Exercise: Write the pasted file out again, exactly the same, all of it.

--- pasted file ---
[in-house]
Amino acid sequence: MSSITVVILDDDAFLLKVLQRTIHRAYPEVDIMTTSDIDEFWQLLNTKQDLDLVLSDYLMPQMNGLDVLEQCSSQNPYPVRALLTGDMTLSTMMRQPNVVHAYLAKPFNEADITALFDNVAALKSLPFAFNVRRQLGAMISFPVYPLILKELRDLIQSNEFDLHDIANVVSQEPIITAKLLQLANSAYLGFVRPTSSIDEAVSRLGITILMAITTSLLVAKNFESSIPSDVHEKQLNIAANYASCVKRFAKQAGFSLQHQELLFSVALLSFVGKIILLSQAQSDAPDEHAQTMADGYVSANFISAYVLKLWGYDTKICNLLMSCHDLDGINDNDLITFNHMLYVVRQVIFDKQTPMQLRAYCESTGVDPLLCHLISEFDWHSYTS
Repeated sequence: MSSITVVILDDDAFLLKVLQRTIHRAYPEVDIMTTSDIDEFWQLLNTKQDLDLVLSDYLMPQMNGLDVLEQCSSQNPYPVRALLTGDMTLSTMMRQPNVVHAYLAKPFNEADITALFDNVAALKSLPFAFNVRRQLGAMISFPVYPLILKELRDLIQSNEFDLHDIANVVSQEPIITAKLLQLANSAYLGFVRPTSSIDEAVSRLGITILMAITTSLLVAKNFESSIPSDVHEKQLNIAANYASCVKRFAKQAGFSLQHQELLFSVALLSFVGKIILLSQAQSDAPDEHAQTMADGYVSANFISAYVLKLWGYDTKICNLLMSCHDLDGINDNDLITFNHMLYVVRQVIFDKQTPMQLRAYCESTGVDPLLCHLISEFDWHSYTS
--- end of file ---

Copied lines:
[in-house]
Amino acid sequence: MSSITVVILDDDAFLLKVLQRTIHRAYPEVDIMTTSDIDEFWQLLNTKQDLDLVLSDYLMPQMNGLDVLEQCSSQNPYPVRALLTGDMTLSTMMRQPNVVHAYLAKPFNEADITALFDNVAALKSLPFAFNVRRQLGAMISFPVYPLILKELRDLIQSNEFDLHDIANVVSQEPIITAKLLQLANSAYLGFVRPTSSIDEAVSRLGITILMAITTSLLVAKNFESSIPSDVHEKQLNIAANYASCVKRFAKQAGFSLQHQELLFSVALLSFVGKIILLSQAQSDAPDEHAQTMADGYVSANFISAYVLKLWGYDTKICNLLMSCHDLDGINDNDLITFNHMLYVVRQVIFDKQTPMQLRAYCESTGVDPLLCHLISEFDWHSYTS
Repeated sequence: MSSITVVILDDDAFLLKVLQRTIHRAYPEVDIMTTSDIDEFWQLLNTKQDLDLVLSDYLMPQMNGLDVLEQCSSQNPYPVRALLTGDMTLSTMMRQPNVVHAYLAKPFNEADITALFDNVAALKSLPFAFNVRRQLGAMISFPVYPLILKELRDLIQSNEFDLHDIANVVSQEPIITAKLLQLANSAYLGFVRPTSSIDEAVSRLGITILMAITTSLLVAKNFESSIPSDVHEKQLNIAANYASCVKRFAKQAGFSLQHQELLFSVALLSFVGKIILLSQAQSDAPDEHAQTMADGYVSANFISAYVLKLWGYDTKICNLLMSCHDLDGINDNDLITFNHMLYVVRQVIFDKQTPMQLRAYCESTGVDPLLCHLISEFDWHSYTS